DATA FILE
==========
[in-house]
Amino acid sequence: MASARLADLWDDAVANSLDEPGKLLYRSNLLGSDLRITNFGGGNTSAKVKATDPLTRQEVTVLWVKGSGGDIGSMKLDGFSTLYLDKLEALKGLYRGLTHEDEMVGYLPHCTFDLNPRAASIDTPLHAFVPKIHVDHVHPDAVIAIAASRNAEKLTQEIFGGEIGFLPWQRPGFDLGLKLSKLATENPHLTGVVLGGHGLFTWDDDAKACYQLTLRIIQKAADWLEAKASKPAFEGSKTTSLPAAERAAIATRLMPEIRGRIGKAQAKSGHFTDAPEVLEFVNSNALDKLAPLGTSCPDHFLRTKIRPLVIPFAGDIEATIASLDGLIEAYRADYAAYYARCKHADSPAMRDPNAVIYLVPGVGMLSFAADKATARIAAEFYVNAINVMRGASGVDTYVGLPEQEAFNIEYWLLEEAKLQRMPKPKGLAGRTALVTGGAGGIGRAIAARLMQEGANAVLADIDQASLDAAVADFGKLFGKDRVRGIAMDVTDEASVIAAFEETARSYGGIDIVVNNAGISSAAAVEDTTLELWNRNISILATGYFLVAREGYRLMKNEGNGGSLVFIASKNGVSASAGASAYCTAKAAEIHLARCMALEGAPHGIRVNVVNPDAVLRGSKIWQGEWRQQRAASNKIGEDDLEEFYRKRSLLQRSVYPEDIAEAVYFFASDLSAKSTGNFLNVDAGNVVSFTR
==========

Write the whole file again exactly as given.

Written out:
[in-house]
Amino acid sequence: MASARLADLWDDAVANSLDEPGKLLYRSNLLGSDLRITNFGGGNTSAKVKATDPLTRQEVTVLWVKGSGGDIGSMKLDGFSTLYLDKLEALKGLYRGLTHEDEMVGYLPHCTFDLNPRAASIDTPLHAFVPKIHVDHVHPDAVIAIAASRNAEKLTQEIFGGEIGFLPWQRPGFDLGLKLSKLATENPHLTGVVLGGHGLFTWDDDAKACYQLTLRIIQKAADWLEAKASKPAFEGSKTTSLPAAERAAIATRLMPEIRGRIGKAQAKSGHFTDAPEVLEFVNSNALDKLAPLGTSCPDHFLRTKIRPLVIPFAGDIEATIASLDGLIEAYRADYAAYYARCKHADSPAMRDPNAVIYLVPGVGMLSFAADKATARIAAEFYVNAINVMRGASGVDTYVGLPEQEAFNIEYWLLEEAKLQRMPKPKGLAGRTALVTGGAGGIGRAIAARLMQEGANAVLADIDQASLDAAVADFGKLFGKDRVRGIAMDVTDEASVIAAFEETARSYGGIDIVVNNAGISSAAAVEDTTLELWNRNISILATGYFLVAREGYRLMKNEGNGGSLVFIASKNGVSASAGASAYCTAKAAEIHLARCMALEGAPHGIRVNVVNPDAVLRGSKIWQGEWRQQRAASNKIGEDDLEEFYRKRSLLQRSVYPEDIAEAVYFFASDLSAKSTGNFLNVDAGNVVSFTR